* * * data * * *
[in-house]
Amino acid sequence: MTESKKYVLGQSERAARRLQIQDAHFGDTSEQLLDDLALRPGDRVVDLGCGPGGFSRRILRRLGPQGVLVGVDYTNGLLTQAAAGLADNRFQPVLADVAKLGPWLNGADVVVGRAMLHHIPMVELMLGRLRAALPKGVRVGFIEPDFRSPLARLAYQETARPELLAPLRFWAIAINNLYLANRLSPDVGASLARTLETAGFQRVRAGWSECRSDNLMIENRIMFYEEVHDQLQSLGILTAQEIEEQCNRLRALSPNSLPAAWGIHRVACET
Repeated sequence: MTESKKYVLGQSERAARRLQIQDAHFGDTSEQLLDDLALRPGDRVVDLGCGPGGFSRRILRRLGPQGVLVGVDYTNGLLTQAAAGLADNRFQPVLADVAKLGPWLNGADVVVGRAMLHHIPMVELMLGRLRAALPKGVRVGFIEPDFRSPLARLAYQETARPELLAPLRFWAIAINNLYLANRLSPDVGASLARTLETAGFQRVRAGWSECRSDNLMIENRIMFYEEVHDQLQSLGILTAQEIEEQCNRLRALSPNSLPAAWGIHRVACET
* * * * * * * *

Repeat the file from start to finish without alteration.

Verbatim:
[in-house]
Amino acid sequence: MTESKKYVLGQSERAARRLQIQDAHFGDTSEQLLDDLALRPGDRVVDLGCGPGGFSRRILRRLGPQGVLVGVDYTNGLLTQAAAGLADNRFQPVLADVAKLGPWLNGADVVVGRAMLHHIPMVELMLGRLRAALPKGVRVGFIEPDFRSPLARLAYQETARPELLAPLRFWAIAINNLYLANRLSPDVGASLARTLETAGFQRVRAGWSECRSDNLMIENRIMFYEEVHDQLQSLGILTAQEIEEQCNRLRALSPNSLPAAWGIHRVACET
Repeated sequence: MTESKKYVLGQSERAARRLQIQDAHFGDTSEQLLDDLALRPGDRVVDLGCGPGGFSRRILRRLGPQGVLVGVDYTNGLLTQAAAGLADNRFQPVLADVAKLGPWLNGADVVVGRAMLHHIPMVELMLGRLRAALPKGVRVGFIEPDFRSPLARLAYQETARPELLAPLRFWAIAINNLYLANRLSPDVGASLARTLETAGFQRVRAGWSECRSDNLMIENRIMFYEEVHDQLQSLGILTAQEIEEQCNRLRALSPNSLPAAWGIHRVACET